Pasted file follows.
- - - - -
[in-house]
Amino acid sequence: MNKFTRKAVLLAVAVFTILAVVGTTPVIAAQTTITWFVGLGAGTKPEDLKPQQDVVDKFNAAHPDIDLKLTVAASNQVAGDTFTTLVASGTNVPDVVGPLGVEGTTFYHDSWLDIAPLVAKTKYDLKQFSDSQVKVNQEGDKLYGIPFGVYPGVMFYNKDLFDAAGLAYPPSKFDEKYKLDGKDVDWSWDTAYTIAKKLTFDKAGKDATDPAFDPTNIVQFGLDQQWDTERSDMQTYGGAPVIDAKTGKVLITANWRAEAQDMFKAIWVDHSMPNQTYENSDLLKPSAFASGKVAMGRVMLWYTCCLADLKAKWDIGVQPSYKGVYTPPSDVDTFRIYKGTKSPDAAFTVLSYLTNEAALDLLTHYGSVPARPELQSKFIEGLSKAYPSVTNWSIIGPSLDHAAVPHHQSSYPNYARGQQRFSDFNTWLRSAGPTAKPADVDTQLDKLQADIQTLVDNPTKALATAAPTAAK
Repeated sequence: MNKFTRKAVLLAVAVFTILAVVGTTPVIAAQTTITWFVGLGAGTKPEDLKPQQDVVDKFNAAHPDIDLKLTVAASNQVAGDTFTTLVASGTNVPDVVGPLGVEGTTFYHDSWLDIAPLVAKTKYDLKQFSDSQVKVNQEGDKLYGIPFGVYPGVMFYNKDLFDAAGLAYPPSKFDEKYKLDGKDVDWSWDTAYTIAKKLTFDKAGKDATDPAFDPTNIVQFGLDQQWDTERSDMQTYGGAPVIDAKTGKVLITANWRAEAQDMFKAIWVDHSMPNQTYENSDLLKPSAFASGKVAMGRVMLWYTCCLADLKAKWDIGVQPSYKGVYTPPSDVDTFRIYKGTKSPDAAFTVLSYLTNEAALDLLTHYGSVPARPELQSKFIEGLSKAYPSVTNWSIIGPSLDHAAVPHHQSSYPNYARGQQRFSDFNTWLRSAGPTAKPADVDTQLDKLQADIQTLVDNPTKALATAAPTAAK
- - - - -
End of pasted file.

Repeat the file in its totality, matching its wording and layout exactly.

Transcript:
[in-house]
Amino acid sequence: MNKFTRKAVLLAVAVFTILAVVGTTPVIAAQTTITWFVGLGAGTKPEDLKPQQDVVDKFNAAHPDIDLKLTVAASNQVAGDTFTTLVASGTNVPDVVGPLGVEGTTFYHDSWLDIAPLVAKTKYDLKQFSDSQVKVNQEGDKLYGIPFGVYPGVMFYNKDLFDAAGLAYPPSKFDEKYKLDGKDVDWSWDTAYTIAKKLTFDKAGKDATDPAFDPTNIVQFGLDQQWDTERSDMQTYGGAPVIDAKTGKVLITANWRAEAQDMFKAIWVDHSMPNQTYENSDLLKPSAFASGKVAMGRVMLWYTCCLADLKAKWDIGVQPSYKGVYTPPSDVDTFRIYKGTKSPDAAFTVLSYLTNEAALDLLTHYGSVPARPELQSKFIEGLSKAYPSVTNWSIIGPSLDHAAVPHHQSSYPNYARGQQRFSDFNTWLRSAGPTAKPADVDTQLDKLQADIQTLVDNPTKALATAAPTAAK
Repeated sequence: MNKFTRKAVLLAVAVFTILAVVGTTPVIAAQTTITWFVGLGAGTKPEDLKPQQDVVDKFNAAHPDIDLKLTVAASNQVAGDTFTTLVASGTNVPDVVGPLGVEGTTFYHDSWLDIAPLVAKTKYDLKQFSDSQVKVNQEGDKLYGIPFGVYPGVMFYNKDLFDAAGLAYPPSKFDEKYKLDGKDVDWSWDTAYTIAKKLTFDKAGKDATDPAFDPTNIVQFGLDQQWDTERSDMQTYGGAPVIDAKTGKVLITANWRAEAQDMFKAIWVDHSMPNQTYENSDLLKPSAFASGKVAMGRVMLWYTCCLADLKAKWDIGVQPSYKGVYTPPSDVDTFRIYKGTKSPDAAFTVLSYLTNEAALDLLTHYGSVPARPELQSKFIEGLSKAYPSVTNWSIIGPSLDHAAVPHHQSSYPNYARGQQRFSDFNTWLRSAGPTAKPADVDTQLDKLQADIQTLVDNPTKALATAAPTAAK